Today, April 28th, is Great Poetry Reading Day! There's no reason you should have known that — we didn't until a few minutes ago — but that makes today perfect for a tea poetry contest. Write us an original poem, however long, about tea, or just mentioning tea, post it in the comments here or on our Facebook page, and we'll pick a few favorites by the end of this week and send those poets FREE TEA!
In the meantime, we looked around for a suitable poem to post here about tea, but since we hear platitudes about tea all the time, we settled on just a poem that simply mentions tea, from one of our favorite poets. Here's "Snow Day" by Billy Collins, in which he makes a pot of tea and then listens to the school closures on the radio. Cheers!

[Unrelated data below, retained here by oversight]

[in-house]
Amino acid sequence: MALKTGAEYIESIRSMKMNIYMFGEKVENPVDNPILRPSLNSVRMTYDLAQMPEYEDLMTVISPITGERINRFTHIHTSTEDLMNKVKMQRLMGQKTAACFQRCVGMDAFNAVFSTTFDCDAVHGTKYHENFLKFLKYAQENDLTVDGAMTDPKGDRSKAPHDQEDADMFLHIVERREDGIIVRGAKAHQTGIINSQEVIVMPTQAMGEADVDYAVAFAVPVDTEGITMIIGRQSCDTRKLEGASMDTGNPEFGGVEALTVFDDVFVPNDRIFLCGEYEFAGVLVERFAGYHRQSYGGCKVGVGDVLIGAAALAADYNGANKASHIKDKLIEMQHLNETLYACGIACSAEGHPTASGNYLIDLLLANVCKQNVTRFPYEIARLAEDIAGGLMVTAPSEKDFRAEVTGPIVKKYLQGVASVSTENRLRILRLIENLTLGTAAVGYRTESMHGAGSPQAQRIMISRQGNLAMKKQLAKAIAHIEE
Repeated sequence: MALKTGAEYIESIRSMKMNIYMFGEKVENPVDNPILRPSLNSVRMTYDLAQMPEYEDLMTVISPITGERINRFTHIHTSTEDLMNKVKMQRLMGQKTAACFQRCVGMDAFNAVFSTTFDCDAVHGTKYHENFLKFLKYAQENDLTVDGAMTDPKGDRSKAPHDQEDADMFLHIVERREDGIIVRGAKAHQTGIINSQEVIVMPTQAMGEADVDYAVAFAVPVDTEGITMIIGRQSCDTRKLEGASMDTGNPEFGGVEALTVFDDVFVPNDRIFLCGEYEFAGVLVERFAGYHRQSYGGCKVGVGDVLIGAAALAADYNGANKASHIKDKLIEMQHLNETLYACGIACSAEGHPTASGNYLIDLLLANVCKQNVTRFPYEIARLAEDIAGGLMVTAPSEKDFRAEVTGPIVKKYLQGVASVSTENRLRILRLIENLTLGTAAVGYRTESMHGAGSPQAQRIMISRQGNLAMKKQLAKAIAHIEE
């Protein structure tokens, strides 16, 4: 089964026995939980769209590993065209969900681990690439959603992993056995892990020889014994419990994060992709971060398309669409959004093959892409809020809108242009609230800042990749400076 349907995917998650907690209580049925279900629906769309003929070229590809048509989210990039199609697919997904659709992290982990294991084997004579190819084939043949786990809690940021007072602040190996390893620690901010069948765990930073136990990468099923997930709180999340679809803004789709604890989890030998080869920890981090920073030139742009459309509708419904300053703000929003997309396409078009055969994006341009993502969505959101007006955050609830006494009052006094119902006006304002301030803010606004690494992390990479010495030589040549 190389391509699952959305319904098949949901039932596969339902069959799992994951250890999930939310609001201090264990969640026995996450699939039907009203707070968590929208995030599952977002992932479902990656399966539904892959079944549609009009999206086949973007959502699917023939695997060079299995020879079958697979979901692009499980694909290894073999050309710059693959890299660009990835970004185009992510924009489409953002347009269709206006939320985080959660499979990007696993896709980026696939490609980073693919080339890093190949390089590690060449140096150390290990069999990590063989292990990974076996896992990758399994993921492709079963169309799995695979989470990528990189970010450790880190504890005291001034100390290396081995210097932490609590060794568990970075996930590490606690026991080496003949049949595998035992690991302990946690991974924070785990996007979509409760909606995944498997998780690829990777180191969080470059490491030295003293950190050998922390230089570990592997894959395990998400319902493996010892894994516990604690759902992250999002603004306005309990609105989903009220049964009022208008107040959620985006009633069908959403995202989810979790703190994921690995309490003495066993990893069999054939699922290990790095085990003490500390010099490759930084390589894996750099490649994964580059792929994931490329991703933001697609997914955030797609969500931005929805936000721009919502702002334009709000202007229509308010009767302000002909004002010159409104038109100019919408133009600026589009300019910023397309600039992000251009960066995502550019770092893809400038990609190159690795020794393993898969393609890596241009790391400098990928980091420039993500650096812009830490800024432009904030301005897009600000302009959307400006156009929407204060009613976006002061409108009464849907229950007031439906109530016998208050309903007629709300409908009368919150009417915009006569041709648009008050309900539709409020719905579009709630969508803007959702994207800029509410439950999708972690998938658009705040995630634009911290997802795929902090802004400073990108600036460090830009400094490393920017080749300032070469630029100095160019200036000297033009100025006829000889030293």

By Billy Collins Today we woke up to a revolution of snow, its white flag waving over everything, the landscape vanished, not a single mouse to punctuate the blankness, and beyond these windows the government buildings smothered, schools and libraries buried, the post office lost under the noiseless drift, the paths of trains softly blocked, the world fallen under this falling. In a while I will put on some boots and step out like someone walking in water, and the dog will porpoise through the drifts, and I will shake a laden branch, sending a cold shower down on us both. But for now I am a willing prisoner in this house, a sympathizer with the anarchic cause of snow. I will make a pot of tea and listen to the plastic radio on the counter, as glad as anyone to hear the news that the Kiddie Corner School is closed, the Ding-Dong School, closed, the All Aboard Children's School, closed, the Hi-Ho Nursery School, closed, along with -- some will be delighted to hear -- the Toadstool School, the Little School, Little Sparrows Nursery School, Little Stars Pre-School, Peas-and-Carrots Day School, the Tom Thumb Child Center, all closed, and -- clap your hands -- the Peanuts Play School. So this is where the children hide all day, These are the nests where they letter and draw, where they put on their bright miniature jackets, all darting and climbing and sliding, all but the few girls whispering by the fence. And now I am listening hard in the grandiose silence of the snow, trying to hear what those three girls are plotting, what riot is afoot, which small queen is about to be brought down.